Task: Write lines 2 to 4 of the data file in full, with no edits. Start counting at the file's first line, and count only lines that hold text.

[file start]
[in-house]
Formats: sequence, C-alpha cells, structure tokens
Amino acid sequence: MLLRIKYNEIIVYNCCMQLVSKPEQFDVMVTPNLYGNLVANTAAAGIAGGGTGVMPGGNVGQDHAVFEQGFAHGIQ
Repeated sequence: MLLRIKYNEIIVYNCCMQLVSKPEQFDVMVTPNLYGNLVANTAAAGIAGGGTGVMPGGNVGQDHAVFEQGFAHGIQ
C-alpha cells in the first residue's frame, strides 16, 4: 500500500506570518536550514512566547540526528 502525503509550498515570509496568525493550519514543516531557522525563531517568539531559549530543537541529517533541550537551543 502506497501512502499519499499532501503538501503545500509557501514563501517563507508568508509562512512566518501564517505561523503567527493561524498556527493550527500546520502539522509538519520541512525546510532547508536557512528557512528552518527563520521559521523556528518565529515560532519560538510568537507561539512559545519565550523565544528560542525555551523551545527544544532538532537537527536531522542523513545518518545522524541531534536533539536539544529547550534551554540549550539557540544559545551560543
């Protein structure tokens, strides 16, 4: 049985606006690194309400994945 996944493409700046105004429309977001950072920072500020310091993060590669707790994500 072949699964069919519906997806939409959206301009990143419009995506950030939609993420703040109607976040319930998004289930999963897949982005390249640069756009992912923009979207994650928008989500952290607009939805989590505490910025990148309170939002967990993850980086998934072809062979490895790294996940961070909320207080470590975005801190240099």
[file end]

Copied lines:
Formats: sequence, C-alpha cells, structure tokens
Amino acid sequence: MLLRIKYNEIIVYNCCMQLVSKPEQFDVMVTPNLYGNLVANTAAAGIAGGGTGVMPGGNVGQDHAVFEQGFAHGIQ
Repeated sequence: MLLRIKYNEIIVYNCCMQLVSKPEQFDVMVTPNLYGNLVANTAAAGIAGGGTGVMPGGNVGQDHAVFEQGFAHGIQ